HLTH 645: Nutrition for Health

This course was developed by Dr. Stacey Snelling, who is a member of the Academy of Nutrition and Dietetics and is frequently published in the Journal of School Health. Nutrition for Health explores the role of nutrition in maintaining health and physical fitness in relation to the responsibilities and opportunities of a nutrition educator. Current food myths, diets for those in athletic programs, and special needs of overweight and underweight clients are covered. This course will provide a foundation for the rest of the program, introducing students to the macronutrients and micronutrients, the concept of energy balance, and the relationship between various food choices and chronic disease.

In this course, students will:

  • Build foundational knowledge about the science of nutrition and the application of that science to healthy food choices.
  • Improve their understanding of macronutrients and micronutrients and their relationship to health and chronic disease.
  • Expand their familiarity with the research literature about nutrition and healthy eating.
  • Engage in further exploration of nutrition education issues that are of particular interest to them.
  • Gain opportunities for collaboration and investigation in an online environment.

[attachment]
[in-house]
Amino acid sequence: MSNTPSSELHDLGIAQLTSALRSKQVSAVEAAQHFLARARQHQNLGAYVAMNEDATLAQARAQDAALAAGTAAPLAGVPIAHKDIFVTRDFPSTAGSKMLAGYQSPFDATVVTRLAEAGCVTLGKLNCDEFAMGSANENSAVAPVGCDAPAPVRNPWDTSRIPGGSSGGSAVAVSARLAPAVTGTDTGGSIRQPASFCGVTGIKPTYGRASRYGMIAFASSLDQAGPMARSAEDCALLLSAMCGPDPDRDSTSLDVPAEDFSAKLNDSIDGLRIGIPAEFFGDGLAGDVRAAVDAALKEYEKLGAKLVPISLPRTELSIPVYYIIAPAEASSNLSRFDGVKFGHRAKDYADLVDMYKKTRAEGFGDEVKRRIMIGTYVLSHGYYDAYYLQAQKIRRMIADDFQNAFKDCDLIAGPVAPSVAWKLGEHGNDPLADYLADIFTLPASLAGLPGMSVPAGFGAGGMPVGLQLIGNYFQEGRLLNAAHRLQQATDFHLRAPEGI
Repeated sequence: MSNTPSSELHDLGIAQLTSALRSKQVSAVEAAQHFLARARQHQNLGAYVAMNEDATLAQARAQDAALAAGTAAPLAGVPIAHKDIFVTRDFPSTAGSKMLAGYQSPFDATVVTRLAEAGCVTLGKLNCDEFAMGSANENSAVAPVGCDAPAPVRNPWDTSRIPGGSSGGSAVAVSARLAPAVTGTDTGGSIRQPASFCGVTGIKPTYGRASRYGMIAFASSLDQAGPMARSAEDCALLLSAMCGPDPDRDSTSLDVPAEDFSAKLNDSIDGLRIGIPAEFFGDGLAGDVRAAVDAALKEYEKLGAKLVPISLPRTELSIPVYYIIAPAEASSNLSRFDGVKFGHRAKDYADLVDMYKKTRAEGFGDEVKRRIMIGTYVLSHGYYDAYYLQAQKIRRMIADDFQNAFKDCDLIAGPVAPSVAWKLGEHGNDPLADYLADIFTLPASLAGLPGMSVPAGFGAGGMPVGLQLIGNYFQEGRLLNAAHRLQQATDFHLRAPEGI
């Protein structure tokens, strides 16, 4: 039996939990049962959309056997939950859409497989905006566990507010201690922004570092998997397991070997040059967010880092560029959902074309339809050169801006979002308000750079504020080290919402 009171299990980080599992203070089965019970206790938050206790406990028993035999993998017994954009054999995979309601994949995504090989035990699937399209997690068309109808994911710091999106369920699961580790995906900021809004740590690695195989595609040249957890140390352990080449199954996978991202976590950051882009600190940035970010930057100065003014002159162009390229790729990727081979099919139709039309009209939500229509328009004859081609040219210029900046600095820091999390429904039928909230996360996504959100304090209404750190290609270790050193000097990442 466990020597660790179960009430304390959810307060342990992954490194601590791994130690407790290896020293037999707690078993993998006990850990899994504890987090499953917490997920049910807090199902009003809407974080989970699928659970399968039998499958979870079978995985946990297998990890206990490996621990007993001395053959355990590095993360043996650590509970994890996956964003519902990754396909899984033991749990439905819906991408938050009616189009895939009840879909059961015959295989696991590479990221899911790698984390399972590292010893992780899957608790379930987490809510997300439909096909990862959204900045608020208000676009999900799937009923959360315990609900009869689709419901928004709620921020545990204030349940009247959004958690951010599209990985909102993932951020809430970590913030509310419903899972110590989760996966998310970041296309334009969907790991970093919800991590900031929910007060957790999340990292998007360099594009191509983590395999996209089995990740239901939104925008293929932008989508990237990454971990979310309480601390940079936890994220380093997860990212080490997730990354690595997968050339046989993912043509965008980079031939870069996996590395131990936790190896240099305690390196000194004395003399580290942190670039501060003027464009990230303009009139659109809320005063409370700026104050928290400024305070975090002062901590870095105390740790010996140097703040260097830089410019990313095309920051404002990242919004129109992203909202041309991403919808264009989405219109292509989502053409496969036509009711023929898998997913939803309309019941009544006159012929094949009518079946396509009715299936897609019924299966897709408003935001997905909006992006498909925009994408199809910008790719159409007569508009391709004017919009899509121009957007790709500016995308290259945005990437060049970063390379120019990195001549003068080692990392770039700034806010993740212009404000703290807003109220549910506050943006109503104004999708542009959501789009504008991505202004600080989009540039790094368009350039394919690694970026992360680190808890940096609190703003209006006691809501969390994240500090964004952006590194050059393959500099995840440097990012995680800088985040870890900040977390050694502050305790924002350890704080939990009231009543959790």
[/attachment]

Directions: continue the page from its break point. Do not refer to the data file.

Course objectives:

  • Define nutrition and healthy eating.
  • Evaluate the federal guidelines that offer consumers advice on sound nutrition.
  • Describe the processes of digestion, absorption, and metabolism of the macronutrients (carbohydrates, proteins, and lipids) in the body.
  • Explain the relationship between diabetes and carbohydrate consumption.
  • Explore the role of protein in sports nutrition and vegetarian eating.
  • Explain the relationship between coronary heart disease and lipid intake.
  • Describe the components and challenges of energy balance.
  • Describe the functions and sources of water, and of water- and fat-soluble vitamins and minerals.

Topics covered include:

  • Sound principles of healthy eating
  • Carbohydrates: The body’s most readily available energy supply
  • Lipids, fats, triglycerides and cholesterol
  • Protein and sports nutrition
  • Energy metabolism, energy balance and weight management
  • Vitamins: Water- and fat-soluble
  • Minerals: Macro and trace

Lead the path to better nutrition in your community. Click here to learn more about the online Master of Science in Nutrition Education or call 855-725-7614 to speak with an admissions adviser today.